It would be interesting to compare the hostility with which Ramsey Clark’s representation of unpopular clients has occasionally been greeted with that directed, for example, toward Harvard professor, Alan Dershowitz, for his representation of O. J. Simpson, Leona Helmsley, and Klaus von Bulow; or William Kunstler, whose clients included H. Rap Brown, Angela Davis, El Sayyid Nosair, and Malcolm X. Indeed, with respect to the American Indian Movement and Islamic fundamentalists accused of terrorism in the U.S., Kunstler and Clark shared some of the same clients. Kunstler, it will be recalled, ‘‘was respected for his belief in justice and his commitment to the rights of the defendant,’’ as ABC’s Peter Jennings put it in his on-air report of Kunstler’s death; the courageous defender of the ‘‘underdog’’ had even been granted a starring role in one episode of Law & Order, with a script written virtually to marquee Kunstler’s view of the Constitution. Perhaps unlike Kunstler, however, Ramsey Clark’s politics, his choice of clients, something, seem to have placed him beyond the pale for many commentators on the legal scene.
In one of the sharpest interrogations of Clark’s conduct, Ian Williams argues that in 1998, ‘‘Clark attended a human rights conference in Baghdad, Iraq, where in his keynote speech he pointed out how ‘the governments of the rich nations’ . . . dominated the wording of the Universal Declaration of Human Rights, which showed ‘little concern for economic, social, and cultural rights.’’’ Williams may feel he has thus demonstrated with this example the hypocritical relationship between Clark and his presumed ‘‘Kunstleresque’’ stature as a defender of individual rights and civil liberties. But unless Clark is dishonest for saying what he said where he said it, then it is a statement with which it is hard to disagree.
First, consider Harold Laski’s observation that the gap between liberalism’s promises and performance has always been wide. Any hopeful promises ‘‘governments of the rich nations’’ have made to the rest of the countries of the world have rarely been kept; certainly not kept in a way that would change significantly the quality of life for the world’s poor. From promises of safety against tyrannical regimes and marauding armies, guarantees against the ravages of hunger and disease, to promises of debt reduction or curtailment of agricultural subsidies to developed economies, the rich nations have generally turned a blind eye to the human catastrophe endured day in and day out by the wretched of the earth.
Second, one need only recall Anatole France’s famous aphorism about the law, which in its majesty, prohibits the rich as well as the poor from sleeping beneath the bridges of Paris. Human rights proclaimed by middle class revolution and Western cultural tradition are often of little use to the great mass of people living on earth today, and this sad irony has become so well worn that by now it seems almost pointless to repeat it. That Ramsey Clark is willing to do so, in Baghdad or anywhere else, seems less evidence of devious character or fatal inconsistency than an almost Pollyannaish willingness to maintain faith in the prospect of real social change. How can anyone have confidence in the future, with so little accomplished, these many years after France’s skewering of a purely formal equality before the law? In Dickens’ Hard Times, a working class schoolgirl is asked if she is not pleased to be living in such a thriving and prosperous state as Britain. Her instructor is horrified when she responds she would have to know, first, who had got the money and whether or not any of it was hers. Again, Dickens was writing in the middle of the nineteenth century. Comments along these same lines by Ramsey Clark are long overdue, and criticizing him for making them in Baghdad is as silly as castigating Bill Clinton, not for having protested the Vietnam but for having done so at Oxford.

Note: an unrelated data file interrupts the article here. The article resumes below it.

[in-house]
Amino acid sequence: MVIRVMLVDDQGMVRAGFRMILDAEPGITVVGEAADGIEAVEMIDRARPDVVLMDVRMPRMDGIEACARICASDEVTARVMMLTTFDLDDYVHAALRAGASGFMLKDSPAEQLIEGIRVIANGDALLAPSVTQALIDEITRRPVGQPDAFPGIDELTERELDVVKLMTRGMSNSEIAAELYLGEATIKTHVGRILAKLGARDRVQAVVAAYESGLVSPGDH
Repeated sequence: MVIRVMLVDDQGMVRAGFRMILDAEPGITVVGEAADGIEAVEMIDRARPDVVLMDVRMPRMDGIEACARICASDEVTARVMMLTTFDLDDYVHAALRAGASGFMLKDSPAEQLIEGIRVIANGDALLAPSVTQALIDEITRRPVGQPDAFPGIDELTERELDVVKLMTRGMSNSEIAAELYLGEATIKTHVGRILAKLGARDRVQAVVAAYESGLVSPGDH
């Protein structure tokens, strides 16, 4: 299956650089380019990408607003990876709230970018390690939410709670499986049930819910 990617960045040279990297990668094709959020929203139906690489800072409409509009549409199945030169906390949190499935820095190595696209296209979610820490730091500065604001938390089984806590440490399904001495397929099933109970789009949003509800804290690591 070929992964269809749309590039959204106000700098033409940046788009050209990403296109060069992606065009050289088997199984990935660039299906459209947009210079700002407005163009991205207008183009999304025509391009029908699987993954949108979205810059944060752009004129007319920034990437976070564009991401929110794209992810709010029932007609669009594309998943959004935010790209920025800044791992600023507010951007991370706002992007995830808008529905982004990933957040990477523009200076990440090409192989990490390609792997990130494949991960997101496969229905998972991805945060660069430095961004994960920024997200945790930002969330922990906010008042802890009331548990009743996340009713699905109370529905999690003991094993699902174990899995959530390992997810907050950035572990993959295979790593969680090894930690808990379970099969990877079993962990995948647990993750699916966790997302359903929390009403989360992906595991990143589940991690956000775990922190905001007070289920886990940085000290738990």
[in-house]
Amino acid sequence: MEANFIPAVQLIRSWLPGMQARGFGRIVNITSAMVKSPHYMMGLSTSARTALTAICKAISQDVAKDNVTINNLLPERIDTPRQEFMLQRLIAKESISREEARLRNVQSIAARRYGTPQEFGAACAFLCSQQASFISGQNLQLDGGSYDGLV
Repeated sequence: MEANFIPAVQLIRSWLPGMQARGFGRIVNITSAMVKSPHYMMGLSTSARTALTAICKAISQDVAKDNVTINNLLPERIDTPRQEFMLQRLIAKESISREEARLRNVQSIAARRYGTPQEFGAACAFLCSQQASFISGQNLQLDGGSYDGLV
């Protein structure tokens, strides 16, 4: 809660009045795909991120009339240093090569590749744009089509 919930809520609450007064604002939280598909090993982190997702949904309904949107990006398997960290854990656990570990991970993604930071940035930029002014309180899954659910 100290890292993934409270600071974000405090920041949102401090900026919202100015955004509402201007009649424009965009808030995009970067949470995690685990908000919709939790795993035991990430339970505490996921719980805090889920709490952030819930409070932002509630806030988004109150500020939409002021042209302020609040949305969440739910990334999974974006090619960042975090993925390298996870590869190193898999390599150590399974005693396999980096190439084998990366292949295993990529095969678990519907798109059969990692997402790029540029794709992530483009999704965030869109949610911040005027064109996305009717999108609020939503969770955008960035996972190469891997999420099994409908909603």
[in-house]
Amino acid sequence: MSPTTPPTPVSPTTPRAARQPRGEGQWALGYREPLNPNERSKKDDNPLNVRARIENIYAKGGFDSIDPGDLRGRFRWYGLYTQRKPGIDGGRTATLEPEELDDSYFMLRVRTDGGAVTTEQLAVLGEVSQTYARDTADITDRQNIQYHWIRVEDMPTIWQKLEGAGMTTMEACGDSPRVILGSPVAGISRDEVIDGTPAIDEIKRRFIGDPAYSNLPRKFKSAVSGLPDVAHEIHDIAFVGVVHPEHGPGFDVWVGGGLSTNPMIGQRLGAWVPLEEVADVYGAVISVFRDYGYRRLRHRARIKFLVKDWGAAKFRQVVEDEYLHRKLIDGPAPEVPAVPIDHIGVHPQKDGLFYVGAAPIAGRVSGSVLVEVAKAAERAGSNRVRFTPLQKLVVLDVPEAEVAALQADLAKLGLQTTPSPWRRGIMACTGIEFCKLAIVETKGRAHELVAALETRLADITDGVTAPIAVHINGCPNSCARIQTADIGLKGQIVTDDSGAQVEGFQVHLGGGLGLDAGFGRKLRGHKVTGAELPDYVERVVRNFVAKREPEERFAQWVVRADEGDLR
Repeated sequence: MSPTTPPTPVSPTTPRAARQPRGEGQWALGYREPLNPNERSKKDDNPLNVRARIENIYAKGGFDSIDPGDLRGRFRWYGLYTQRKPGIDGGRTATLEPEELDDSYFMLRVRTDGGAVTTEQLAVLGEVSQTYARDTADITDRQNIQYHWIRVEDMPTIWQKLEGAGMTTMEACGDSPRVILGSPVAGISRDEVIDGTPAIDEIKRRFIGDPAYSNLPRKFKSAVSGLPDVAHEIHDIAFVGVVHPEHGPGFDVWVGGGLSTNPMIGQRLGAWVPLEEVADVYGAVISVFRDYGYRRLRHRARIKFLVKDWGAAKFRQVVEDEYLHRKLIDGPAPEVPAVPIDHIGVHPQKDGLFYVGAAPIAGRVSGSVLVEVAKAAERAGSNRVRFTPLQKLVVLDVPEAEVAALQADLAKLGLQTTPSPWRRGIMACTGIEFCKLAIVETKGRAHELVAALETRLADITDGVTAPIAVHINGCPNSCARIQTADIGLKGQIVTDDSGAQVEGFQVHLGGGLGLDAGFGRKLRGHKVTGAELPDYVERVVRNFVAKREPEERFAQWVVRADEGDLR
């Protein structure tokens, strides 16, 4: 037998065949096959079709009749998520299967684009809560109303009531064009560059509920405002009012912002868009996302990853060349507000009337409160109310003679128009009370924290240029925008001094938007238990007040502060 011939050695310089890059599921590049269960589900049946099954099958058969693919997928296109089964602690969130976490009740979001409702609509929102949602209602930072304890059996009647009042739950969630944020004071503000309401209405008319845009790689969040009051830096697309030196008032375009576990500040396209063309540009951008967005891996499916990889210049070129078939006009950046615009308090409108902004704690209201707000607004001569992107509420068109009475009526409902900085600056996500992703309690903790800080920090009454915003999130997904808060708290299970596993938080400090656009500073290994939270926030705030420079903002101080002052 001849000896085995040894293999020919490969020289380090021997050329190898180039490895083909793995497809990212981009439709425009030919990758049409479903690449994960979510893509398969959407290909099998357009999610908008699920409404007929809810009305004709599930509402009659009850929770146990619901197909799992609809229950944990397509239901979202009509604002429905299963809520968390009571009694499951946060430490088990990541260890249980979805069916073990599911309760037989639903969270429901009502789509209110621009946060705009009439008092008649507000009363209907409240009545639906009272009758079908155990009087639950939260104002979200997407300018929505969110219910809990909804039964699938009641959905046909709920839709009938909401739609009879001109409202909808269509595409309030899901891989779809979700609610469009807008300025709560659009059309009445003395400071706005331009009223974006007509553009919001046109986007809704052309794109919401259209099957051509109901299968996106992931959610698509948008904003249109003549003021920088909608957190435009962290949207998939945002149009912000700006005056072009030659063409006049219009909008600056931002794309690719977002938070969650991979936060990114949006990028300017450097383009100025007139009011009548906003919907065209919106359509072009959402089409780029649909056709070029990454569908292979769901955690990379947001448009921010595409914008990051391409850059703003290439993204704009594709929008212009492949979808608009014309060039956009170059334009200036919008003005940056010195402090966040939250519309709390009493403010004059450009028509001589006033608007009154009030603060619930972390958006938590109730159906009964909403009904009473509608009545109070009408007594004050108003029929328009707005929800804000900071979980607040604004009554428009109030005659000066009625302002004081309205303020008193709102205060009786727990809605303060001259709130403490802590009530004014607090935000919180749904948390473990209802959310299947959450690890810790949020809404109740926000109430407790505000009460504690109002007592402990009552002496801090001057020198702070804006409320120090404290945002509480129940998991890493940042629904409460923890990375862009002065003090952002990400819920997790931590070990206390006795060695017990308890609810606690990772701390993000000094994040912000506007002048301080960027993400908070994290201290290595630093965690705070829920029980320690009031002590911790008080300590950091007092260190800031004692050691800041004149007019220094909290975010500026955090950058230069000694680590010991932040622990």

No criticism of Ramsey Clark is heard more frequently than that he does not simply provide legal representation for his clients but, goes further, and offers support for their politics and apologies for their alleged misdeeds. He cannot seem to separate out the legal value of zealous advocacy, central to the system, from the dangerous assault on liberal values many of his clients perpetrate, on the very margins or fringes of the system. Nevertheless, in the summer of 2005, Clark was the target of a very different kind of attack. The Associated Press reported that ‘‘Saddam Hussein’s chief lawyer quit the Iraqi dictator’s Jordanbased legal team’’ because ‘‘some of the team’s American members were trying to control the defense and tone down his criticism of the U.S. presence in Iraq.’’ The attorney specifically rejected Ramsey Clark’s defense strategy, saying that Clark ‘‘had often asked me to refrain from criticizing the American occupation of Iraq and the U.S.-backed Iraqi government.’’ No one would claim that Ramsey Clark ‘‘is all case and no cause.’’ But, perhaps Clark simply appreciates that different degrees of identification with clients can be appropriate depending upon the circumstances of individual cases. Unlike his politics, Clark, like most lawyers, is unlikely to share his defense strategy with reporters.
Ariah Naier, once the leader and, arguably, moral conscience of the American Civil Liberties Union, defended the constitutional rights of bedraggled remnants of wartime fascism and obnoxious new Nazi skin heads who demonstrated publicly in Skokie, Illinois, despite the offense thus given to many in the Chicago Jewish community, including some survivors of the Holocaust and many more relatives of those who did not survive. What could protecting the rights of thugs whose hatred for rights is notorious have to do with civil liberty? Naier was often asked this question by deeply perplexed supporters of his values and his organization. It is a hard question, appropriately directed at Ariah Naier and his comrades in the cause of civil liberty, as well as at Ramsey Clark and his colleagues in the legal profession. When prominent Massachusetts attorney John Adams was asked to provide legal representation for soldiers who fired on unruly citizen-rebels in what was called the ‘‘Boston Massacre,’’ Adams did not hesitate. What, he wondered, could be more important to the citizen of a democracy than the right to a lawyer? For better or for worse, Ramsey Clark continues to answer that question in ways not very different from early American patriot John Adams of Boston.